By Tim Rollins
As we steamroll through 2022, interest in artificial intelligence has been gaining steam—and specifically how it applies to legal and compliance technology. Essentially, the concept of AI mimics the thought and reasoning processes of the human brain and applies that to help streamline and/or automate manual processes.
AI is starting to find its role in Cybersecurity, especially as it relates to filtering for false positives and taking on the manual tasks that are too time-consuming for professionals. It is finding a strong foothold as well in the world of Digital Forensics.
Let’s take a look at some real-world possibilities with AI.
Embracing the IoT
Most of us have heard of this acronym before, and it stands for the “Internet of Things.” This is where all of the objects we interact with in both the physical and virtual worlds are connected. Some examples of this are Siri and Cortana, the Virtual Personal Assistants (VPAs) found on both the iOS and Windows operating systems, respectively. Another is that of the Smart Home. This is where at the clap of your hands, you can either turn on your TV or even start brewing your cup of coffee.
The same holds true for digital forensics. Every part of the investigative and evidence presentation process is now interlinked, driven primarily by IoT. Could AI examine the structure of a raw image taken by a camera and link that to other pieces of evidence, such as content found in an email message or social media posting? Better yet, could it describe the degree of that correlation and provide recommendations as to how it can be best showcased in a court of law? Take even newer pieces of evidence and correlate that with older pieces that have been collected previously?
“What If" Scenarios
Some of the digital evidence collected from a crime scene may not prove to be as useful as others. But the bottom line is that in order to build a solid case, all pieces must be examined, even if they ultimately have the remotest of uses. This is where the role of constructing hypothetical situations can come into play. Imagine if AI can help to build robust “What If” scenarios from these less useful pieces of evidence and show other forms of intent that the criminal could have embarked on as well. In other words, AI can take hunches and gut feelings that cannot be explained easily and transform them into real-world, believable scenarios.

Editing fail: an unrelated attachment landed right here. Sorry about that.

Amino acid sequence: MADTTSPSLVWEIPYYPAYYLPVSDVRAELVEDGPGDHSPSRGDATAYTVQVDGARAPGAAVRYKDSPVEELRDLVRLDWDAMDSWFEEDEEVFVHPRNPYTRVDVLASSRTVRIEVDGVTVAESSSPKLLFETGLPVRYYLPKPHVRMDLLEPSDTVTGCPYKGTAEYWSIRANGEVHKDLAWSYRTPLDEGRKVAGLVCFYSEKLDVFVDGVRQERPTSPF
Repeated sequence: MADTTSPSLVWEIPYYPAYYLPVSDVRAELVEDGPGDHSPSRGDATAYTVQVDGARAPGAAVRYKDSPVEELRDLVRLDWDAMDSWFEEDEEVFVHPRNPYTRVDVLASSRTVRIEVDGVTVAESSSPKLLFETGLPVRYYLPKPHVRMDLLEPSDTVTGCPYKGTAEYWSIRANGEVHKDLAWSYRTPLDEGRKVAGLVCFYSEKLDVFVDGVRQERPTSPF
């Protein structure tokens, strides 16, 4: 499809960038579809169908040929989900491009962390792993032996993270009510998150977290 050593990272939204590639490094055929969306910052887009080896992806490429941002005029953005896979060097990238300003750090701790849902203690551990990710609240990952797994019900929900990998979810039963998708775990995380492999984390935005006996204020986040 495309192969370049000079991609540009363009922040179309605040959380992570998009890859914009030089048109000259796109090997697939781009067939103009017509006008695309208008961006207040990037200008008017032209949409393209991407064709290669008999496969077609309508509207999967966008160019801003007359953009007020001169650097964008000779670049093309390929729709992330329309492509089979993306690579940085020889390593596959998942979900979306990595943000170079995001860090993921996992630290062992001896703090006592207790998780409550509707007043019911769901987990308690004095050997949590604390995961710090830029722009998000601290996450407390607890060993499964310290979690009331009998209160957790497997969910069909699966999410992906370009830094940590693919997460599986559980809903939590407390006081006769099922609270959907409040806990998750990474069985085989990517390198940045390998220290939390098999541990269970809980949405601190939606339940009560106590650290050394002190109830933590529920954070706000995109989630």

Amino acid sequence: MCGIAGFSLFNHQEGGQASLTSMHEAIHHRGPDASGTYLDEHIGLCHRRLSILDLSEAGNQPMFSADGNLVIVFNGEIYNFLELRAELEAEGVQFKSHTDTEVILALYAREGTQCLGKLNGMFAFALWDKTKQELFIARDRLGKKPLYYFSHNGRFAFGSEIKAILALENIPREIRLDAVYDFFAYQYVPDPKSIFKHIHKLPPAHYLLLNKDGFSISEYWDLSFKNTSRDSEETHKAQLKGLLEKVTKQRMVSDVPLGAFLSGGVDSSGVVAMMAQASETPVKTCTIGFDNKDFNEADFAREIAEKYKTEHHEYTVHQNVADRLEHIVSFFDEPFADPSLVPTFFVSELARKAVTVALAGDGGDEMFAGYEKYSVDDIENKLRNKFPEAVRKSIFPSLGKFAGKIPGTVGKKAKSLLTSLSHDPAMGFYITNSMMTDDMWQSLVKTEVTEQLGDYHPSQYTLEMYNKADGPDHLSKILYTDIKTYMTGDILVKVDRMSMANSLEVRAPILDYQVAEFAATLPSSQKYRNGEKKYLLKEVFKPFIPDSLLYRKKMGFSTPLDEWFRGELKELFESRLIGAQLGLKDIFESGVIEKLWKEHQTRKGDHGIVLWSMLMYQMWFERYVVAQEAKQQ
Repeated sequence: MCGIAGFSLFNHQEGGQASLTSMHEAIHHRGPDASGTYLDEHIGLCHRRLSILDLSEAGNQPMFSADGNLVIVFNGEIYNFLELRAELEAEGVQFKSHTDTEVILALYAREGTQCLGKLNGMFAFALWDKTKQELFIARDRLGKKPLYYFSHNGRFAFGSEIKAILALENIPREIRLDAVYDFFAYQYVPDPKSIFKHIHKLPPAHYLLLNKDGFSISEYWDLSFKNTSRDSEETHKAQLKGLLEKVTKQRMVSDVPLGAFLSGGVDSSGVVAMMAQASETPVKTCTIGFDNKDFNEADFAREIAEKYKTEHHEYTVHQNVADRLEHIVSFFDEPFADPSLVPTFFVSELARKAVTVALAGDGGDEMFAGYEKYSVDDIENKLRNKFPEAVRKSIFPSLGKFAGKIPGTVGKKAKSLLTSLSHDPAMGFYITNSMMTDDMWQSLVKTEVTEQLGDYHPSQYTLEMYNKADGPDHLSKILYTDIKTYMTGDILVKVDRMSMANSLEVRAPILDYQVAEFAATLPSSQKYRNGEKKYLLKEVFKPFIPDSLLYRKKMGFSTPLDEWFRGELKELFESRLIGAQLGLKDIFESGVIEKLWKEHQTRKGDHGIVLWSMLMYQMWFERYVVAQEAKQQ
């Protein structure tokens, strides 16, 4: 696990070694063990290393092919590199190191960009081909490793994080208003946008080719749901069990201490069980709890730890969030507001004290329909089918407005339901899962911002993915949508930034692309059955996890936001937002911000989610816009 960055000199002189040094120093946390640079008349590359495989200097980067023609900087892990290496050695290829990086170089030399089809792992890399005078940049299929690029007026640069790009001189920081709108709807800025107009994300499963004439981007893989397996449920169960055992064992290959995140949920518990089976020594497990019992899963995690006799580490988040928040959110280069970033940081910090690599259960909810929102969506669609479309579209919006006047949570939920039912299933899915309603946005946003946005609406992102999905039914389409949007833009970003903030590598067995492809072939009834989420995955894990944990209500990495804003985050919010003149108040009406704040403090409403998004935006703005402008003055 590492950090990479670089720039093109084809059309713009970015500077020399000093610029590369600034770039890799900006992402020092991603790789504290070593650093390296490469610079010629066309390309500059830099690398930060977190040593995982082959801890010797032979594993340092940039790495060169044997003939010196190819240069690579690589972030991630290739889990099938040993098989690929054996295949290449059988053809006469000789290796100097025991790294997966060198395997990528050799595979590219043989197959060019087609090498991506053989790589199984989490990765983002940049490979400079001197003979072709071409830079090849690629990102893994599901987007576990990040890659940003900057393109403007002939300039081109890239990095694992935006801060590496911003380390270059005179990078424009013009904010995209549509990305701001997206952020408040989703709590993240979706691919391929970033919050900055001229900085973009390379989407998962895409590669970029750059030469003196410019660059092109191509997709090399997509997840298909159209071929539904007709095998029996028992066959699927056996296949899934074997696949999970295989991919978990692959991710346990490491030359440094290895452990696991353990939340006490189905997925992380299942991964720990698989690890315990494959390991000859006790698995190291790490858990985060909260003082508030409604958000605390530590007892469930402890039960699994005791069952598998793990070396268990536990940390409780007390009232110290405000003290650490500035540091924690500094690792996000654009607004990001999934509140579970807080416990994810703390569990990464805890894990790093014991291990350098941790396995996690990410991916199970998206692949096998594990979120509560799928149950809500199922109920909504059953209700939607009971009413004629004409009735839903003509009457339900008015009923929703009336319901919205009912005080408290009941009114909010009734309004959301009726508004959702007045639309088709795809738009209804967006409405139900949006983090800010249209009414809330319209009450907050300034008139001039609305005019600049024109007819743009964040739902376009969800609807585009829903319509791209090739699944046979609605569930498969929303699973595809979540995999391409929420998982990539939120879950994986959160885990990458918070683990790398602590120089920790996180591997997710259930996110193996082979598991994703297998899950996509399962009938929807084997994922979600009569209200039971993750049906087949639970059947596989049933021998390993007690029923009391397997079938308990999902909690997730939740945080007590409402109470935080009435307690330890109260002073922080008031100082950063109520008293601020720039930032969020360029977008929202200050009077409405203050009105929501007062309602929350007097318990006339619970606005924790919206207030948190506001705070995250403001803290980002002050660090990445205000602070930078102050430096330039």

AI can be used to help discover hidden trends in the pieces of evidence that is collected. But better yet, AI knows no bounds to how much data it can process and analyze. For example, it can go through terabytes and even petabytes of information and data in just a matter of a few minutes to find even much deeper trends and correlations in the datasets. This is also known as “data mining,” or “big data.” In this regard, a subset of AI, known as “Machine Learning” (“ML”), is used, as it can be used for incorporating highly complex statistical principles into the data mining process.
New Forensic Possibilities Based on Proven Capability
Exterro FTK leverages our leading-edge Artificial Intelligence technology to help transform the investigative environment, empowering users with pioneering tools so that they can get access to evidence faster and help uncover more relevant findings when processing and analyzing data, understanding connections that could sharpen focus and direction. Exterro has mastered AI over the past five years and has successfully launched two AI-driven products that have been battle-tested, and now is incorporating AI capabilities into forensic evidence processing and review.